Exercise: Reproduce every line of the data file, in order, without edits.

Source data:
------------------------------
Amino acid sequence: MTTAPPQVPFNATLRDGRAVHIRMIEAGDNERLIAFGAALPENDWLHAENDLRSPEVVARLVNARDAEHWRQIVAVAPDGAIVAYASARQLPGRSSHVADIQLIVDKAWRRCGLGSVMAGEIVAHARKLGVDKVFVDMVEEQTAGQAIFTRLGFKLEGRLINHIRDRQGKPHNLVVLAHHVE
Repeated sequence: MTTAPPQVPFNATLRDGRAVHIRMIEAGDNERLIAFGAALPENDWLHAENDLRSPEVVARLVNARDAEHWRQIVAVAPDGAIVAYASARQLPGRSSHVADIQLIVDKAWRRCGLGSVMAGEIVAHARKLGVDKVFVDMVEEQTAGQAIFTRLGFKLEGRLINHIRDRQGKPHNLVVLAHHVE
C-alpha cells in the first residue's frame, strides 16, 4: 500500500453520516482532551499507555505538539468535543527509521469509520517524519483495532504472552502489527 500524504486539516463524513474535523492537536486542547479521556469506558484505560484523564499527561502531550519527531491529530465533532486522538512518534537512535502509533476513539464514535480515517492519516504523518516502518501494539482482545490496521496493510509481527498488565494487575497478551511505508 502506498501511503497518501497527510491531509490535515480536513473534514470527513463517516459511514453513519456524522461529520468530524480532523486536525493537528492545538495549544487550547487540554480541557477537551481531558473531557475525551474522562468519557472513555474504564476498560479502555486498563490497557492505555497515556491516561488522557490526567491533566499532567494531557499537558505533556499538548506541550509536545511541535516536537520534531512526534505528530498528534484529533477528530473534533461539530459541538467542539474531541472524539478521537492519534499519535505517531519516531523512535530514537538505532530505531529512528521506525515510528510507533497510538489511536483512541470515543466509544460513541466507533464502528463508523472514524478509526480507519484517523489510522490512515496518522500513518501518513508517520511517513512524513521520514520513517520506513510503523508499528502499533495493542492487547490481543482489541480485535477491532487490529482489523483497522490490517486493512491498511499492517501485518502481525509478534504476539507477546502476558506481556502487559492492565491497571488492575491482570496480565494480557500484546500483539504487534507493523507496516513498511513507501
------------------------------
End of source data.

Amino acid sequence: MTTAPPQVPFNATLRDGRAVHIRMIEAGDNERLIAFGAALPENDWLHAENDLRSPEVVARLVNARDAEHWRQIVAVAPDGAIVAYASARQLPGRSSHVADIQLIVDKAWRRCGLGSVMAGEIVAHARKLGVDKVFVDMVEEQTAGQAIFTRLGFKLEGRLINHIRDRQGKPHNLVVLAHHVE
Repeated sequence: MTTAPPQVPFNATLRDGRAVHIRMIEAGDNERLIAFGAALPENDWLHAENDLRSPEVVARLVNARDAEHWRQIVAVAPDGAIVAYASARQLPGRSSHVADIQLIVDKAWRRCGLGSVMAGEIVAHARKLGVDKVFVDMVEEQTAGQAIFTRLGFKLEGRLINHIRDRQGKPHNLVVLAHHVE
C-alpha cells in the first residue's frame, strides 16, 4: 500500500453520516482532551499507555505538539468535543527509521469509520517524519483495532504472552502489527 500524504486539516463524513474535523492537536486542547479521556469506558484505560484523564499527561502531550519527531491529530465533532486522538512518534537512535502509533476513539464514535480515517492519516504523518516502518501494539482482545490496521496493510509481527498488565494487575497478551511505508 502506498501511503497518501497527510491531509490535515480536513473534514470527513463517516459511514453513519456524522461529520468530524480532523486536525493537528492545538495549544487550547487540554480541557477537551481531558473531557475525551474522562468519557472513555474504564476498560479502555486498563490497557492505555497515556491516561488522557490526567491533566499532567494531557499537558505533556499538548506541550509536545511541535516536537520534531512526534505528530498528534484529533477528530473534533461539530459541538467542539474531541472524539478521537492519534499519535505517531519516531523512535530514537538505532530505531529512528521506525515510528510507533497510538489511536483512541470515543466509544460513541466507533464502528463508523472514524478509526480507519484517523489510522490512515496518522500513518501518513508517520511517513512524513521520514520513517520506513510503523508499528502499533495493542492487547490481543482489541480485535477491532487490529482489523483497522490490517486493512491498511499492517501485518502481525509478534504476539507477546502476558506481556502487559492492565491497571488492575491482570496480565494480557500484546500483539504487534507493523507496516513498511513507501